It’s the 20th anniversary of The Royal Yacht Britannia opening its doors as a visitor attraction in Edinburgh. The former floating palace, berthed alongside Ocean Terminal in Leith, has been voted Scotland’s Best Visitor Attraction for a record 12th year in a row – it also features in TripAdvisor’s top 5 UK attractions. Here are some facts and figures to help celebrate her 20 years in the capital.
1. Britannia was the only vessel in the Royal Navy to have her own 24-hour laundry. Up to 600 shirts could pass through the washers and dryers in one day.
2. She was the last ship in the Royal Navy where sailors slept in hammocks. The practice continued until 1973.
3. Under the Cold War plan Operation Candid, in the event of nuclear war, the Queen and the Duke of Edinburgh were to take refuge aboard Britannia as she hid in sea lochs on the north-west coast of Scotland.
4. The ship’s wheel came from King Edward VII’s racing yacht. Also named Britannia, it remains the most successful racing yacht of all time.
5. Amongst the family memorabilia onboard is Prince Philip’s driftwood collection.
6. Britannia was designed to be converted into a hospital ship during times of war. Although never used in this capacity, she did successfully evacuate over 1,000 refugees from Aden during the South Yemen Civil War in 1986.
7. A knighting stool was carried on all voyages.
8. All royal children were allocated a crew member as their ‘Sea Daddy’ on board the ship. Although primarily assigned to look after the children and keep them entertained with games, picnics and water fights, these crew members also oversaw the children’s chores – which included the cleaning of the vessel’s life rafts.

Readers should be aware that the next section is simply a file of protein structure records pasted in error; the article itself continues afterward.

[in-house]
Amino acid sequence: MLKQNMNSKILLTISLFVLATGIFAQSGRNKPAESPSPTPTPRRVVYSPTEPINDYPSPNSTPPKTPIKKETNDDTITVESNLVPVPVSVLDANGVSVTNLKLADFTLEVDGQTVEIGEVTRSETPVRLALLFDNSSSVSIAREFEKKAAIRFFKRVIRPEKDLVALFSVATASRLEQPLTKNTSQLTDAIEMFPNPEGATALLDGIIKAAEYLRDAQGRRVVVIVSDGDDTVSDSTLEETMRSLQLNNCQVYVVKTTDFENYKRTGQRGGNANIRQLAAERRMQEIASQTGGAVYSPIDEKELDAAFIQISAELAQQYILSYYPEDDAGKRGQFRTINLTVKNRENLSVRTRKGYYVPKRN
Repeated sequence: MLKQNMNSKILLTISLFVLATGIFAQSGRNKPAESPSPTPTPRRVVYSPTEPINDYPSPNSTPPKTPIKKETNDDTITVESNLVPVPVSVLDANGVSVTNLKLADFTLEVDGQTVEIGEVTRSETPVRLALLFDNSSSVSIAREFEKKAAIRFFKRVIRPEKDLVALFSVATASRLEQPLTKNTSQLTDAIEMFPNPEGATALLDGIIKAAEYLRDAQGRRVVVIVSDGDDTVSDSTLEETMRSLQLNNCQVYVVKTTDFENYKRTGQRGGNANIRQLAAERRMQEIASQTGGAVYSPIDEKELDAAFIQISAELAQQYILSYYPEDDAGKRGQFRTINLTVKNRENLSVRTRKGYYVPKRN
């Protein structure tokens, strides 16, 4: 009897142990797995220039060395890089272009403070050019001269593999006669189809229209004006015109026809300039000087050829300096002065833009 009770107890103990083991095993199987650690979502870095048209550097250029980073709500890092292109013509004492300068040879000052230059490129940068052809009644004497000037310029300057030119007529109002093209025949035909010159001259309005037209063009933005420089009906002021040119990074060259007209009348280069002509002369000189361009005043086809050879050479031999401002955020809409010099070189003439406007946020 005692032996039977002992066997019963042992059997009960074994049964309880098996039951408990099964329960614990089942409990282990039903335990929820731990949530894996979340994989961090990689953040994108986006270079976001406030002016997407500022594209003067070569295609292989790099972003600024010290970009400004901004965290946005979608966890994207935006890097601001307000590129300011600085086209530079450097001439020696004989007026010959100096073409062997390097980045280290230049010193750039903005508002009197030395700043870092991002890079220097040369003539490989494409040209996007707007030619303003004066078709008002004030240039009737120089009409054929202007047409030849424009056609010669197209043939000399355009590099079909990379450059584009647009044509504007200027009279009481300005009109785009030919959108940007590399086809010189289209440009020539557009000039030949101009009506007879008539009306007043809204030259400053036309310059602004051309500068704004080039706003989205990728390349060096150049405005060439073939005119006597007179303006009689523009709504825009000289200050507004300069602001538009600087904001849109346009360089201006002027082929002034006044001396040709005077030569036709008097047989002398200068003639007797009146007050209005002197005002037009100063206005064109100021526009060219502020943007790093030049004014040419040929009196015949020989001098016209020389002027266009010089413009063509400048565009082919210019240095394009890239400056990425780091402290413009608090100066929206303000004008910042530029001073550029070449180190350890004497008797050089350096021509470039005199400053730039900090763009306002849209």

9. The yacht’s Admiral might have to change uniform up to 12 times a day, depending on his duties
10. ‘Wombat Tennis’ was a favourite game played by officers in the Wardroom. The game began when the ‘ball’, a soft wombat toy gifted to the officers by one of the Queen’s ladies-in-waiting, was thrown up at the ceiling fan and batted from one side of the room to the other.
11. The Queen originally wanted an open fire in the drawing room until she discovered that safety regulations would have required a sailor equipped with a fire-bucket standing next to it at all times. An electric fire was installed instead.
12. When in use, the engine room was kept in such pristine condition that a doormat was provided and visitors were asked to wipe their feet before entering.
13. Instead of the traditional champagne, a bottle of Empire wine was smashed against Britannia’s hull at her launch on April 16,1953. Champagne was considered too extravagant in post-war Britain.
14. One of the most treasured items on board is a framed gold button which came from Admiral Nelson’s coat.
15. The Queen Mother would reportedly imitate the sound of Britannia’s blowing foghorns as the ship came into port near her home on the north coast of Scotland, much to the amusement of those nearby.
16. In an effort to maintain Royal order and tranquillity, crew aboard the vessel used hand signals to issue orders and wore soft-soled white plimsolls as a means of reducing noise and disruption.
17. In the Royal Galley there was a special cold room called the Jelly Room, where the royal children’s jellies were stored.
18. In 2005, Bob Downie, Chief Executive of the Royal Yacht Britannia, became the first Scot to receive a UK Hospitality & Tourism ‘Catey’ Award (the Oscar of the hospitality industry.)
19. Before Britannia berthed, Royal Marines would search the seabed and surrounding area for terrorist devices. They would also dive daily under the ship’s hull to make security checks.
20. All the clocks on board remain stopped at 3:01pm, the exact time the Queen was piped ashore for the last time following the ship’s decommissioning ceremony in December 1997.
Source : HeraldScotland